The American Whigs: An Anthology

By Daniel Walker Howe | Go to book overview

2
THE LIMITS OF POLITICAL AUTHORITY

William Henry Harrison


INAUGURAL ADDRESS

William Henry Harrison ( 1773-1841) was a western territorial administrator and army officer. He became a hero by defeating the great Indian chief Tecumseh at the battle of Tippecanoe in 1811. The Whig party took advantage of his fame to nominate him for the presidency in 1840. The ensuing campaign marked the emergence of modern mass politics in America. The techniques of publicity developed then -- campaign slogans ("Tippecanoe and Tyler too"), banners, processions, and the like -- have been prominent features of American political life ever since. Harrison won the election and promptly summoned a special session of Congress to enact the Whig economic program, including the recharter of the national Bank.

Though the Whigs believed in a strong central government, they were anxious to limit the power of the presidential office, which they felt Jackson had abused. They also firmly believed that the sovereignty of the people needed to be limited by respect for law. Harrison's inaugural address, longer and more philosophical than most of its kind, stresses both these themes. It may be regarded as a counterpoint to the preceding oration by Webster. Webster himself edited Harrison's draft of the speech, so it bears his imprimatur. Just one month after delivering this address, President Harrison died of pneumonia. The Whig triumph was suddenly turned to ashes.

Called from a retirement which I had supposed was to continue for the residue of my life to fill the chief executive office of this great and free nation, I appear before you, fellow-citizens, to take the oaths which the Constitution prescribes as a necessary qualification for the performance of its duties; and in obedience to a custom coeval with our government and what I believe to be your expectations I proceed to present to you a summary of the principles which will govern me in

____________________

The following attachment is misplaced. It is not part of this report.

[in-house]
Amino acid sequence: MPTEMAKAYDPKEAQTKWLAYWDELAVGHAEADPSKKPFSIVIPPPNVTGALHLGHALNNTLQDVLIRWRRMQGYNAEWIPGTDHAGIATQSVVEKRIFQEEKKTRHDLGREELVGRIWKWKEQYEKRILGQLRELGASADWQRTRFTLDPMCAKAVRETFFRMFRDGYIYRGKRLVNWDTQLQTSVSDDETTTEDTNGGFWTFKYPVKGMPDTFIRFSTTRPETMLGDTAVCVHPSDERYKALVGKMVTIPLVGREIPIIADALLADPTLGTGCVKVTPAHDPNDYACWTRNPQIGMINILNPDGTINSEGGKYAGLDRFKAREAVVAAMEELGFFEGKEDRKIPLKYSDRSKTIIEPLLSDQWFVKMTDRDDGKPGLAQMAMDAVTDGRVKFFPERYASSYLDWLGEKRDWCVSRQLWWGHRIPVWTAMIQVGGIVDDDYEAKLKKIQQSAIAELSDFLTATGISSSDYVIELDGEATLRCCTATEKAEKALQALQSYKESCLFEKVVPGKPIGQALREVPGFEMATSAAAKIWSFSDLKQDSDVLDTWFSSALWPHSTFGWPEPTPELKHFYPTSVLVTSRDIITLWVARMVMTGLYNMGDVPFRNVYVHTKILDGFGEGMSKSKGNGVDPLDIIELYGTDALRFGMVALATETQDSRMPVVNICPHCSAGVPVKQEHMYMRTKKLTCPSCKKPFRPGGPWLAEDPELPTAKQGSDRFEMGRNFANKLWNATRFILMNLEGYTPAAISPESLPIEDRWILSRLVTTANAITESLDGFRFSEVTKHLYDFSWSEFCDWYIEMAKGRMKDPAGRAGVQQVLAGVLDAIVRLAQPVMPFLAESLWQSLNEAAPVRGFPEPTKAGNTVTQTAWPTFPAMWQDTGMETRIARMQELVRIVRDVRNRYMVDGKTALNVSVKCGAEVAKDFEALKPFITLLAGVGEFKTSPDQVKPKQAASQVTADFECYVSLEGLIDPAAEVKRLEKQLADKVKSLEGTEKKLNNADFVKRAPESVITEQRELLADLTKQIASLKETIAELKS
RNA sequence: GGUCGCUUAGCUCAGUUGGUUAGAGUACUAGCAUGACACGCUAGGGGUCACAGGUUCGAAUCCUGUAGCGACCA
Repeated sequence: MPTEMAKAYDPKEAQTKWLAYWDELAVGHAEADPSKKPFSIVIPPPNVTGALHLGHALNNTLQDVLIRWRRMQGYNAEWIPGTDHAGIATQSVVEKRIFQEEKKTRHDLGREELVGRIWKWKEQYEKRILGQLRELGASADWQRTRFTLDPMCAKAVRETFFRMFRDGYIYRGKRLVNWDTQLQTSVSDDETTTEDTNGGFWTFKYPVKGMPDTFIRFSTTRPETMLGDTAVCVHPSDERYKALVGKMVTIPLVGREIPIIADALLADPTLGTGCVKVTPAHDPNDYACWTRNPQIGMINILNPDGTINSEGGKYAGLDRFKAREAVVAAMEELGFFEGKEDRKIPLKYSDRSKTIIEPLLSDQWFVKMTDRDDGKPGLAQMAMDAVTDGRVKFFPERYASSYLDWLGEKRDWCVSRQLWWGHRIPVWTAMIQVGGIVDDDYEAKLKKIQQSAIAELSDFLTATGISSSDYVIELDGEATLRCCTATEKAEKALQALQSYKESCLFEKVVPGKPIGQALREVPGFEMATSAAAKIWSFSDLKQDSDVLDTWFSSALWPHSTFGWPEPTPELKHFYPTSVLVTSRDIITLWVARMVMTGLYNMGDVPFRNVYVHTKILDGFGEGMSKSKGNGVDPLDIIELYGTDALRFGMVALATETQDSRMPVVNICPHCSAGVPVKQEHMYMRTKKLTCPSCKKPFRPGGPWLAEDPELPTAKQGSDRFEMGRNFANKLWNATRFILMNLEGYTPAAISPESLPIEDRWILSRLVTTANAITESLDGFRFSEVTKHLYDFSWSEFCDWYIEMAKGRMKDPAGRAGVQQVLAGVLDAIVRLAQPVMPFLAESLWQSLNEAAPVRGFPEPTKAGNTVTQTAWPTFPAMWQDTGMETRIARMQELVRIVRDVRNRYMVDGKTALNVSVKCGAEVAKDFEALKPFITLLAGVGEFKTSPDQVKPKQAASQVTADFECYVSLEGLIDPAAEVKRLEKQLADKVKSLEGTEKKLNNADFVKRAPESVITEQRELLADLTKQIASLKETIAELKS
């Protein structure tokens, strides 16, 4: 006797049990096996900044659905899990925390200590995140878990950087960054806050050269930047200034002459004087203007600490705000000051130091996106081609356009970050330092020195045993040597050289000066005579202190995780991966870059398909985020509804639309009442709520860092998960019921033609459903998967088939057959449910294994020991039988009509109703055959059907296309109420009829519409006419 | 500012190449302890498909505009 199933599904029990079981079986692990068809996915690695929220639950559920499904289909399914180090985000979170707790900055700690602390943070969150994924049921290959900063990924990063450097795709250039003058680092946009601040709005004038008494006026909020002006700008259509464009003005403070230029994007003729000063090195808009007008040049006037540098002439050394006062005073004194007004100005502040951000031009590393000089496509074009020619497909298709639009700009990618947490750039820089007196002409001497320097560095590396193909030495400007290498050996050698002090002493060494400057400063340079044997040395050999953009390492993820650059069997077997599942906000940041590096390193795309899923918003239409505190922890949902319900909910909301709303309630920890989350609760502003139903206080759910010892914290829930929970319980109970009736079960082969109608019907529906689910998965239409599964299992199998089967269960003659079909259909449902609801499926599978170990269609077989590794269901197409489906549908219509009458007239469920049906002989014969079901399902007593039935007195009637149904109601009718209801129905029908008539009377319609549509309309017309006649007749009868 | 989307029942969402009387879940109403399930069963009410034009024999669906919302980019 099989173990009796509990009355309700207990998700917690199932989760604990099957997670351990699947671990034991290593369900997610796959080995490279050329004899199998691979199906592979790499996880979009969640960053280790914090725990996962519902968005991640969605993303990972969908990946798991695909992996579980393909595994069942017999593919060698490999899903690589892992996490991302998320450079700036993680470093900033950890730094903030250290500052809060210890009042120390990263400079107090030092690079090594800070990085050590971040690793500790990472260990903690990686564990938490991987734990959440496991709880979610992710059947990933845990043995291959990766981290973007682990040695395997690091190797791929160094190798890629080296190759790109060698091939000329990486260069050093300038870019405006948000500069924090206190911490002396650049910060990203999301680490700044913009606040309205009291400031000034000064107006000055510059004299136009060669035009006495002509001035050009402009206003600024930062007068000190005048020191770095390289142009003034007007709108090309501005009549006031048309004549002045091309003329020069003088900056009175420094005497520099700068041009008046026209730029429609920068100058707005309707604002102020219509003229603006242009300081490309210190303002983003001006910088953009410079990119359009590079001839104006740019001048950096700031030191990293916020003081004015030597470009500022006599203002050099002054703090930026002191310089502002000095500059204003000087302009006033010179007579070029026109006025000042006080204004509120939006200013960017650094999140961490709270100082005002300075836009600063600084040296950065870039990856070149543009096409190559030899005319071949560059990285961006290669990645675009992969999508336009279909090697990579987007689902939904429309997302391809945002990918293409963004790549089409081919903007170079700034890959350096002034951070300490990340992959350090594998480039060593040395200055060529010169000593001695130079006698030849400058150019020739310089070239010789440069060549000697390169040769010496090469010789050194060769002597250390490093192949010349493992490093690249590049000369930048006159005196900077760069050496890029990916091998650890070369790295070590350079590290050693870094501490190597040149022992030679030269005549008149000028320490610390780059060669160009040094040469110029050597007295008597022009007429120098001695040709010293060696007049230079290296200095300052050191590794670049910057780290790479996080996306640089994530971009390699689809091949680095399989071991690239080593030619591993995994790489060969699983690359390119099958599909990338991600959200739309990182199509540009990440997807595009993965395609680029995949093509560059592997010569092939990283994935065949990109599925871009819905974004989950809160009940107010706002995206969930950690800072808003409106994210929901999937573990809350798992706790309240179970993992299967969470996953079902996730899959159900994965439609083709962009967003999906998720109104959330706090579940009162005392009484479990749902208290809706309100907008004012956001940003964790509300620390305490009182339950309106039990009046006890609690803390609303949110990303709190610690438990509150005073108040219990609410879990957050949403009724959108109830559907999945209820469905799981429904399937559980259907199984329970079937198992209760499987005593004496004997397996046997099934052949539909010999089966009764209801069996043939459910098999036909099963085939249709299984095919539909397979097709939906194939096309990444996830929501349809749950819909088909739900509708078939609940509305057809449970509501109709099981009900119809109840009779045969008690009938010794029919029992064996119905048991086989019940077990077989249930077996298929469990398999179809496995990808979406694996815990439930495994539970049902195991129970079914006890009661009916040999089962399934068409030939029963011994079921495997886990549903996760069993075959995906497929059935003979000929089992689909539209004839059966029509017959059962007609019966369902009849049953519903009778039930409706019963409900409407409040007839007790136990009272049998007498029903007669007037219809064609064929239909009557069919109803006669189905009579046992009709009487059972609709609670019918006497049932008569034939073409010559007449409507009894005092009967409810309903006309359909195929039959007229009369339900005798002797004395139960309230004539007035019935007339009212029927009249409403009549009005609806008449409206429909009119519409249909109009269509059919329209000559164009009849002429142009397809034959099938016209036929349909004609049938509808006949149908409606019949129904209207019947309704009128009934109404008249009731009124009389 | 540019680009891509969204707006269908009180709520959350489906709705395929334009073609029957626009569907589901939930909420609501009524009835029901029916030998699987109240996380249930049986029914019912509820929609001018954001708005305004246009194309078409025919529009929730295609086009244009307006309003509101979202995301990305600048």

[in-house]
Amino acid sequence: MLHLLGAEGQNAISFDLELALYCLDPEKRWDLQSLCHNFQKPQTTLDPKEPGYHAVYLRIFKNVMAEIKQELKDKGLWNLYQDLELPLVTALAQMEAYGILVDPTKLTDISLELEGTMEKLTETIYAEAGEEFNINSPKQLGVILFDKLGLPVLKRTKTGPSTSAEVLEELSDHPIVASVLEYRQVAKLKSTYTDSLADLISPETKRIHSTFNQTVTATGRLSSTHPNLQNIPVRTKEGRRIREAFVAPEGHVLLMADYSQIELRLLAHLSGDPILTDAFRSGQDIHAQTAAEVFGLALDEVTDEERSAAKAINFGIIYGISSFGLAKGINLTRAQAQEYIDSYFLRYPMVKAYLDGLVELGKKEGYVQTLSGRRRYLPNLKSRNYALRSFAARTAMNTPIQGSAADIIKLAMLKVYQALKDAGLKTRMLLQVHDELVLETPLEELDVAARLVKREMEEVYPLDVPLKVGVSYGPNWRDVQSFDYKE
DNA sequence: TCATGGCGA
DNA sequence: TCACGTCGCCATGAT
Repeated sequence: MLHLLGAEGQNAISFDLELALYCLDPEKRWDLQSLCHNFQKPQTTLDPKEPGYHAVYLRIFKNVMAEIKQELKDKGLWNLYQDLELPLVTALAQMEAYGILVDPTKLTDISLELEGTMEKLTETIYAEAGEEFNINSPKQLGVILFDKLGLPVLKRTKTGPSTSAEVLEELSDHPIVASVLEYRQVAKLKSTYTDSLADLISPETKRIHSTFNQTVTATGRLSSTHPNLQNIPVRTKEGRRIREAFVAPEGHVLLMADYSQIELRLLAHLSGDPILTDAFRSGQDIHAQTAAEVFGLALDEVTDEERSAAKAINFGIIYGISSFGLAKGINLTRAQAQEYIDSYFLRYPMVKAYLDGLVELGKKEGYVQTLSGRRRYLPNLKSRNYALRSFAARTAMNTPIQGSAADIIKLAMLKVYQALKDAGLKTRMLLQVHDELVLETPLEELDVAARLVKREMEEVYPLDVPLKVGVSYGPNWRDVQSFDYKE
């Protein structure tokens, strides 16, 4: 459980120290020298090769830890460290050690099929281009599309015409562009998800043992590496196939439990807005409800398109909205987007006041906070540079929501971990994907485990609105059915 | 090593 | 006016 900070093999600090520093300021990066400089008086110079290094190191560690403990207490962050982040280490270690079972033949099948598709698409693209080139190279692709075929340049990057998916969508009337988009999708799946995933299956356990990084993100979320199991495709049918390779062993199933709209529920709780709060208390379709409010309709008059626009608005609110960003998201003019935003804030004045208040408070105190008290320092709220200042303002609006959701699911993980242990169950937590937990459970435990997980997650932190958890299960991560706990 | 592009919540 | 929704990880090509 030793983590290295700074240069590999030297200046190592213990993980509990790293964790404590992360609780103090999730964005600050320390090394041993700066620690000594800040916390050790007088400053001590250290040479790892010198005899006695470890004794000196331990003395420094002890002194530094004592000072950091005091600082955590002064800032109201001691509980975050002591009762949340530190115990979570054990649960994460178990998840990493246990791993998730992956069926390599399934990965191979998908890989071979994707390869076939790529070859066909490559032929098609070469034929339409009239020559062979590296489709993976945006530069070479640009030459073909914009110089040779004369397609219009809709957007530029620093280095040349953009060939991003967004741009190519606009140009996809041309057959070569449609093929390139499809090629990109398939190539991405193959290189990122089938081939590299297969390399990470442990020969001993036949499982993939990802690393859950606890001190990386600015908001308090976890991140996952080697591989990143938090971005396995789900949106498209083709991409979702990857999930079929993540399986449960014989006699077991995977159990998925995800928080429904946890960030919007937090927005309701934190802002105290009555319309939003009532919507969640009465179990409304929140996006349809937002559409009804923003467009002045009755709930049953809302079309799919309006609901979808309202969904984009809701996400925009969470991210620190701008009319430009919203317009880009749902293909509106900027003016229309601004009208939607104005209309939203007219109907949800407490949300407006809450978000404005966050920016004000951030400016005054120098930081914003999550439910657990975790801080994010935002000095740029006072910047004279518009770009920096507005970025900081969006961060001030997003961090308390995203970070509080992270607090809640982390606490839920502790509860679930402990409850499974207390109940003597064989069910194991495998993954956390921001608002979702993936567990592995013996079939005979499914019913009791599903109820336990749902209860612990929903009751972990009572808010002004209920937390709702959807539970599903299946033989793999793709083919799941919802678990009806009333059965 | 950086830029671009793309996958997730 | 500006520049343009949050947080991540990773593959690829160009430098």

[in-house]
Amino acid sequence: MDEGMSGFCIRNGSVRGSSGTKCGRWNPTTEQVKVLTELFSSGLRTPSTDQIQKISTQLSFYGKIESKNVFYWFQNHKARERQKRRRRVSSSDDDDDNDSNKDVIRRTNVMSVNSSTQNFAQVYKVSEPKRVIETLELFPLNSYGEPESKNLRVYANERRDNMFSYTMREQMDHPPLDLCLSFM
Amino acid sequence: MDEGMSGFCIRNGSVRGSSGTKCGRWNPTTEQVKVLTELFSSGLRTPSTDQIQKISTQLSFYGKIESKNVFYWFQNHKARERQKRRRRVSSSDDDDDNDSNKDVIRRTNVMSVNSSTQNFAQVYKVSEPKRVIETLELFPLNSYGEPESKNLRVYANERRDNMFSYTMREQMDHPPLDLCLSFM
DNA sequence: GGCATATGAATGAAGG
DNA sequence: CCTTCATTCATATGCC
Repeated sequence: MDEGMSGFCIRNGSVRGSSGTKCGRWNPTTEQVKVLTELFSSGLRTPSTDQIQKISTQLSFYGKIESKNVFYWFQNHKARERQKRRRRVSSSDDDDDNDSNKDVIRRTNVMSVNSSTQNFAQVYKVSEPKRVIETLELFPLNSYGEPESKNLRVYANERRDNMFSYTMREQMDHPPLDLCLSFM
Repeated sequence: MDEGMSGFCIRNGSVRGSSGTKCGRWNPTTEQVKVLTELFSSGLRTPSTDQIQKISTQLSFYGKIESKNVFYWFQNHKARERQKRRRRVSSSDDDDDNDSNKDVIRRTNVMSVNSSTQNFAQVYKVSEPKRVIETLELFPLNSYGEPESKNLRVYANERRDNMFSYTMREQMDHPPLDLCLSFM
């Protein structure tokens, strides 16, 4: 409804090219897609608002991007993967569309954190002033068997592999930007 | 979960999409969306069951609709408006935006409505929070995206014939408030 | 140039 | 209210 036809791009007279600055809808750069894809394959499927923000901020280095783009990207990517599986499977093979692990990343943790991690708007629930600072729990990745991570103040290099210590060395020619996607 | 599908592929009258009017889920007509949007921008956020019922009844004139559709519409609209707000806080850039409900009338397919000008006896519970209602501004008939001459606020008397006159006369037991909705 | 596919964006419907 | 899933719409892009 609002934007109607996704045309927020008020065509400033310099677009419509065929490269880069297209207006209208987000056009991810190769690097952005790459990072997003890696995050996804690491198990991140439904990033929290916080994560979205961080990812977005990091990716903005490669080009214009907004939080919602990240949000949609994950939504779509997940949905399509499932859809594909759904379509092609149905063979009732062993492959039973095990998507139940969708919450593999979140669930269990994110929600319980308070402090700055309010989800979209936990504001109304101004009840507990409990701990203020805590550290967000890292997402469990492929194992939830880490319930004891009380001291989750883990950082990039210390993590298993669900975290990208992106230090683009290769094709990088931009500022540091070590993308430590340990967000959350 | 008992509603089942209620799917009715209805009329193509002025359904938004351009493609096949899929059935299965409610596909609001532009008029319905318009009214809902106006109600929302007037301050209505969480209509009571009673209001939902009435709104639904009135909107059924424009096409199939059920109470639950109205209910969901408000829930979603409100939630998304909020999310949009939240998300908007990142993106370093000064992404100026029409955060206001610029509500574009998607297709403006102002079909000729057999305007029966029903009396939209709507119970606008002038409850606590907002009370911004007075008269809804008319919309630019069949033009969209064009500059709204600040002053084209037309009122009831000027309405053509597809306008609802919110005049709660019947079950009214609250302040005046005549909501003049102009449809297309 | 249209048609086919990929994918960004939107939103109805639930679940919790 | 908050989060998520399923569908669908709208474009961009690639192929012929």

SOURCE. William Henry Harrison, "Inaugural Address" ( March 4, 1841), Messages and Papers of the Presidents, ed. James D. Richardson ( Washington, D.C., 1900), IV, 5-21.

-67-

Notes for this page

Add a new note
If you are trying to select text to create highlights or citations, remember that you must now click or tap on the first word, and then click or tap on the last word.
One moment ...
Default project is now your active project.
Project items
Notes
Cite this page

Cited page

Style
Citations are available only to our active members.
Buy instant access to cite pages or passages in MLA 8, MLA 7, APA and Chicago citation styles.

(Einhorn, 1992, p. 25)

(Einhorn 25)

(Einhorn 25)

1. Lois J. Einhorn, Abraham Lincoln, the Orator: Penetrating the Lincoln Legend (Westport, CT: Greenwood Press, 1992), 25, http://www.questia.com/read/27419298.

Note: primary sources have slightly different requirements for citation. Please see these guidelines for more information.

Cited page

Bookmark this page
The American Whigs: An Anthology
Table of contents

Table of contents

Settings

Settings

Typeface
Text size Smaller Larger Reset View mode
Search within

Search within this book

Look up

Look up a word

  • Dictionary
  • Thesaurus
Please submit a word or phrase above.
Print this page

Print this page

Why can't I print more than one page at a time?

Help
Full screen
Items saved from this book
  • Bookmarks
  • Highlights & Notes
  • Citations
/ 250

matching results for page

    Questia reader help

    How to highlight and cite specific passages

    1. Click or tap the first word you want to select.
    2. Click or tap the last word you want to select, and you’ll see everything in between get selected.
    3. You’ll then get a menu of options like creating a highlight or a citation from that passage of text.

    OK, got it!

    Cited passage

    Style
    Citations are available only to our active members.
    Buy instant access to cite pages or passages in MLA 8, MLA 7, APA and Chicago citation styles.

    "Portraying himself as an honest, ordinary person helped Lincoln identify with his audiences." (Einhorn, 1992, p. 25).

    "Portraying himself as an honest, ordinary person helped Lincoln identify with his audiences." (Einhorn 25)

    "Portraying himself as an honest, ordinary person helped Lincoln identify with his audiences." (Einhorn 25)

    "Portraying himself as an honest, ordinary person helped Lincoln identify with his audiences."1

    1. Lois J. Einhorn, Abraham Lincoln, the Orator: Penetrating the Lincoln Legend (Westport, CT: Greenwood Press, 1992), 25, http://www.questia.com/read/27419298.

    Cited passage

    Thanks for trying Questia!

    Please continue trying out our research tools, but please note, full functionality is available only to our active members.

    Your work will be lost once you leave this Web page.

    Buy instant access to save your work.

    Already a member? Log in now.

    Search by... Author
    Show... All Results Primary Sources Peer-reviewed

    Oops!

    An unknown error has occurred. Please click the button below to reload the page. If the problem persists, please try again in a little while.